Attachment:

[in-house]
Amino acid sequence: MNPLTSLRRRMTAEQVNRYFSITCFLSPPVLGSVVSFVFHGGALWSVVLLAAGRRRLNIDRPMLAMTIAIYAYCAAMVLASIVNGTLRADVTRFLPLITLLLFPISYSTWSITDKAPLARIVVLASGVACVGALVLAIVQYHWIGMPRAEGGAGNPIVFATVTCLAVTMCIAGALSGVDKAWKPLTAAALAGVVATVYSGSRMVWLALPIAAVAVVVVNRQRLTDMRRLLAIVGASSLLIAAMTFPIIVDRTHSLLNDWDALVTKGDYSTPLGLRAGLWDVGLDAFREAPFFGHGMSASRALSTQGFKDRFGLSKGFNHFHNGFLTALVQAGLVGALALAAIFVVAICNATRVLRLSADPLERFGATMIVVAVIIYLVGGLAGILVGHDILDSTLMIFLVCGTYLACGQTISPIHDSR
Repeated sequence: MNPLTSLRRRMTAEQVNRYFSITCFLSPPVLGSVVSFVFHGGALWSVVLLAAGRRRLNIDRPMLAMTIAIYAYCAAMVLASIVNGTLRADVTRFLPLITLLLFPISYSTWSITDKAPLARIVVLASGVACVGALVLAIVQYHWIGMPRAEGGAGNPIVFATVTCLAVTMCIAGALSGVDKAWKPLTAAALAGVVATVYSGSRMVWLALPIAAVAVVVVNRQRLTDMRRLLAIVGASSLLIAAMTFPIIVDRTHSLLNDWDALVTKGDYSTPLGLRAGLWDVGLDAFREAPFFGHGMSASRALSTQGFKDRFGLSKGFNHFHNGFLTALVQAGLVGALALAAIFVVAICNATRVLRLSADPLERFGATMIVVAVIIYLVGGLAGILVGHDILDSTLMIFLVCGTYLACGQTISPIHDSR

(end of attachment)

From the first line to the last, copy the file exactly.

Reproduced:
[in-house]
Amino acid sequence: MNPLTSLRRRMTAEQVNRYFSITCFLSPPVLGSVVSFVFHGGALWSVVLLAAGRRRLNIDRPMLAMTIAIYAYCAAMVLASIVNGTLRADVTRFLPLITLLLFPISYSTWSITDKAPLARIVVLASGVACVGALVLAIVQYHWIGMPRAEGGAGNPIVFATVTCLAVTMCIAGALSGVDKAWKPLTAAALAGVVATVYSGSRMVWLALPIAAVAVVVVNRQRLTDMRRLLAIVGASSLLIAAMTFPIIVDRTHSLLNDWDALVTKGDYSTPLGLRAGLWDVGLDAFREAPFFGHGMSASRALSTQGFKDRFGLSKGFNHFHNGFLTALVQAGLVGALALAAIFVVAICNATRVLRLSADPLERFGATMIVVAVIIYLVGGLAGILVGHDILDSTLMIFLVCGTYLACGQTISPIHDSR
Repeated sequence: MNPLTSLRRRMTAEQVNRYFSITCFLSPPVLGSVVSFVFHGGALWSVVLLAAGRRRLNIDRPMLAMTIAIYAYCAAMVLASIVNGTLRADVTRFLPLITLLLFPISYSTWSITDKAPLARIVVLASGVACVGALVLAIVQYHWIGMPRAEGGAGNPIVFATVTCLAVTMCIAGALSGVDKAWKPLTAAALAGVVATVYSGSRMVWLALPIAAVAVVVVNRQRLTDMRRLLAIVGASSLLIAAMTFPIIVDRTHSLLNDWDALVTKGDYSTPLGLRAGLWDVGLDAFREAPFFGHGMSASRALSTQGFKDRFGLSKGFNHFHNGFLTALVQAGLVGALALAAIFVVAICNATRVLRLSADPLERFGATMIVVAVIIYLVGGLAGILVGHDILDSTLMIFLVCGTYLACGQTISPIHDSR